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Babies get treatment, hope and care to raise chance of adoption
One-year-old Liu Junmeng recently waved goodbye to her five "mothers" and "father" in Shanghai to go to Henan (her birthplace) for a passport photo, and she is expected to arrive in the United Stated on Saturday to live with her adoptive family.
Just 11 month ago, she had been left at an orphanage in Henan, probably because she had a cleft lip.
A worker at Lupin Foster Home holds a little girl in Shanghai on Feb 28. The foster home, an NGO, opened a year ago to care for sick, orphaned infants from remote areas of China and to offer a free, cozy place in which they may recover. [Yong Kai / for China Daily]
From there, she joined 11 other infants with birth defects in a house in southwest Shanghai, the Lupin Foster Home. The infants were waiting for, or recovering from, surgery.
"Meng Meng (Liu Junmeng) had her surgery (to correct her cleft lip) last October and her adoption papers were finalized at the beginning of November. That was one of our happiest moments - to experience this kind of life-changing result," said Du Wei, one of the six founders of Lupin Foster Home.
Decorated like a mini kindergarten, the foster home, an NGO, opened a year ago to care for sick, orphaned infants from remote areas of China, to help raise funds for their surgeries in Shanghai and to offer a free, cozy place for them to recover.
Talking about the idea of establishing the NGO, Du said many people would define charity as making donations to welfare associations or contributing their spare time as volunteers. "But that wasn't enough for me, or any of us in the Lupin Home," she said.
"I happened to know that many orphanages, especially in the poor regions, didn't have access to advanced medical care and couldn't arrange the children's operations in time. The thing is, for these babies (with certain congenital ailments), the treatment has the best results if they have their surgeries by the time they're 3 months old," Du said.
"They'll become perfectly normal kids, instead of having handicaps for the rest of their lives."
The two-story Lupin Foster Home has three big colorful bedrooms for the children, said Li Yuqing, 39, the only "father" among the six founders. "I decorated the place," Li, who runs an interior decoration business, said proudly.
"The first floor is for the relatively bigger and stronger babies, and here is the children's play area," said Li, pointing to a space where a few babies attempted to crawl across the white playpen. "The second floor is for smaller babies and those recovering from operations - they need better rest."
Li said that the six organizers met at a child-care website, and because they all have small children at home, they were familiar with the kind of anxiety that arises when a child is sick.
"We rented the apartment here (in Xinzhuang) because it's next to my and Du's offices, so we could sneak out during lunch break every day," said Li. He added that all of the organizers have full-time jobs, in addition to their work at Lupin.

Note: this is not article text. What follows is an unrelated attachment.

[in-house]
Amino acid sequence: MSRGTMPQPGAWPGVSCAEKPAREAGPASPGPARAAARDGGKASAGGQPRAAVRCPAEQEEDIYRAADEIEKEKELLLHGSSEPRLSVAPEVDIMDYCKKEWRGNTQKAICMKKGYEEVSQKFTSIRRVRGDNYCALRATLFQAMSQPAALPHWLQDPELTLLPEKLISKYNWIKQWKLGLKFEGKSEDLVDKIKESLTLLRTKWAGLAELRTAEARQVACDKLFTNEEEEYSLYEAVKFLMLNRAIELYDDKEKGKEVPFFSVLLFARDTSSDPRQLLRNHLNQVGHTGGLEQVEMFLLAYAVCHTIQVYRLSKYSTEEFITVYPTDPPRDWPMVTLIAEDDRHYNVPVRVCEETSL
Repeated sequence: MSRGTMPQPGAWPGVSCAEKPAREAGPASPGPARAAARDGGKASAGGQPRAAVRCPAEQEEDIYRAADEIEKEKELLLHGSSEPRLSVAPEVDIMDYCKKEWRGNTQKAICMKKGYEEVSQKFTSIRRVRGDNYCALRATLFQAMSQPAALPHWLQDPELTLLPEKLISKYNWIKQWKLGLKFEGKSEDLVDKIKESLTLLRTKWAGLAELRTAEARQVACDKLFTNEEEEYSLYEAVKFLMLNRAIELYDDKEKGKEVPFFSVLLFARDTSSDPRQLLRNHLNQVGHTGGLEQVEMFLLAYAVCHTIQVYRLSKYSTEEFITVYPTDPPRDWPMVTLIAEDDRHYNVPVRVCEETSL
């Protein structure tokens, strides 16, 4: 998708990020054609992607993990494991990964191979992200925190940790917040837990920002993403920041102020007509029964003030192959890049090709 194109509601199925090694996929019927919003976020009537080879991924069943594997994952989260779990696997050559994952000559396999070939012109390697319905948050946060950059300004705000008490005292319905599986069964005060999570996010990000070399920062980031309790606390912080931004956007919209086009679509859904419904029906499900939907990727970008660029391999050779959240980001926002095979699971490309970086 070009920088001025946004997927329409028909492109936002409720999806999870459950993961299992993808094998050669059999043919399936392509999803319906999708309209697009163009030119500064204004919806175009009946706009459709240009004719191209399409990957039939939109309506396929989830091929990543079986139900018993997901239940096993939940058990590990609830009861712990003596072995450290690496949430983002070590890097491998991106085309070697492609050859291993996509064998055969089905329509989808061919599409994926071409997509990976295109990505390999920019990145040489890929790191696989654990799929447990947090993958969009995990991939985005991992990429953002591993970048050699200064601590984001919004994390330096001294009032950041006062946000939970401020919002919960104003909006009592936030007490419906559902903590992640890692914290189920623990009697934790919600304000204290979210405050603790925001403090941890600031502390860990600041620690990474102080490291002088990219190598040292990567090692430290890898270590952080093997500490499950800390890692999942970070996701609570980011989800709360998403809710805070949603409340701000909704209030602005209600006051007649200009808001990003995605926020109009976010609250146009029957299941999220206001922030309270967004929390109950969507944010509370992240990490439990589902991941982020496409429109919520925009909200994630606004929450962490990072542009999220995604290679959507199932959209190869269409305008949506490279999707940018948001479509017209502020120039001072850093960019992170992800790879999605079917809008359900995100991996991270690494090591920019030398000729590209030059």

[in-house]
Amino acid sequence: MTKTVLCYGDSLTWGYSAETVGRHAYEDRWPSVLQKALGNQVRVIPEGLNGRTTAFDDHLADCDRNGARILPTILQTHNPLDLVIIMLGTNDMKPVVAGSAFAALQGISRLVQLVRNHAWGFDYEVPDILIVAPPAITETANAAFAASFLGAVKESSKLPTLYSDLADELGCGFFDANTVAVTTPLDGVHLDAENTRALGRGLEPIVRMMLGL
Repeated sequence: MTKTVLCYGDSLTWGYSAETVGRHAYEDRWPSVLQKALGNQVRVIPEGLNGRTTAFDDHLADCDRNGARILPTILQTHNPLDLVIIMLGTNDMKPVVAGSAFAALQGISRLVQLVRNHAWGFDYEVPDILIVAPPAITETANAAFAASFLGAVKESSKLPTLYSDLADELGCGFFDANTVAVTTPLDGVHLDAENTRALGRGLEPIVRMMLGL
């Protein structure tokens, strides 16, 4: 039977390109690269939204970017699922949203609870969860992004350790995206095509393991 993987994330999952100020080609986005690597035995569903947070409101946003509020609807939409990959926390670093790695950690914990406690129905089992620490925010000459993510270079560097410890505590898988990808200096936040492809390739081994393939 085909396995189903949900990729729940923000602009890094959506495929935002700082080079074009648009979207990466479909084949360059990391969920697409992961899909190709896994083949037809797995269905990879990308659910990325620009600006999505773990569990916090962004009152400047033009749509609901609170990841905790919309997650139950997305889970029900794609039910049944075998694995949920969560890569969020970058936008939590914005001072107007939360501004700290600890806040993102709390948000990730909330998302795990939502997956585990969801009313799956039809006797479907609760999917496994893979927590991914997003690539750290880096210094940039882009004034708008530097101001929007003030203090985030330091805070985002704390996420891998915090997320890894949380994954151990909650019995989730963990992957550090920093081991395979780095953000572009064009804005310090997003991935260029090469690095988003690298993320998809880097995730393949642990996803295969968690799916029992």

Half of the 12 babies at the Lupin Home are younger than one year, and the others are just a few months older than one. Many require feeding throughout the day and night because there are certain weight requirements for their surgeries.
"For example, a child has to weigh no less than 8 kilograms before having a first cleft lip and palate correction surgery. And most of our babies were as light as kittens when they first arrived here," Du said.
Seven care workers were hired to look after the babies around the clock, seven days a week.
Du said frightening experiences were never far away. "I've seen babies choking, having seizures, and fainting in the middle of the meal or out of the blue. And I know what it's like to have your hand ready to grab the phone all night as you wait for a call from the hospital," she said. "Fortunately, we haven't lost any of them, and we've all become half doctor by now."
A care supervisor surnamed Huang, who has been with the Lupin Home since it opened, said she had to get used to looking after four sick babies after caring for a healthy one.
"There are certain rules you have to learn to help them feel better, like slow down the feeding for babies with congenital heart disease, and give them more meals a day but less food per meal," Huang said. "And we need to be particularly careful that anyone with any sign of flu doesn't enter the home to avoid infecting the children."
Du's biggest wish is to see all of these babies get better and find adoptive families before they are one year old, because up to then, babies don't remember much.
"I don't want them to remember us because if they do, they'd feel like they were being abandoned a second time when they left to live with their new families," she said. "The good news is that half of our angels have already found, or are about to find, arrangements for new adoptive families."
The Lupin Home makes a "memory card" recording every milestone in the babies' lives. "Little things like the date of a child's first smile or first word are written down in a notebook that goes with them to their new families," she said.
"The idea was inspired by what I did with my own child. We kept tracking every moment of his life. We wanted the same thing for the Lupin Home babies."
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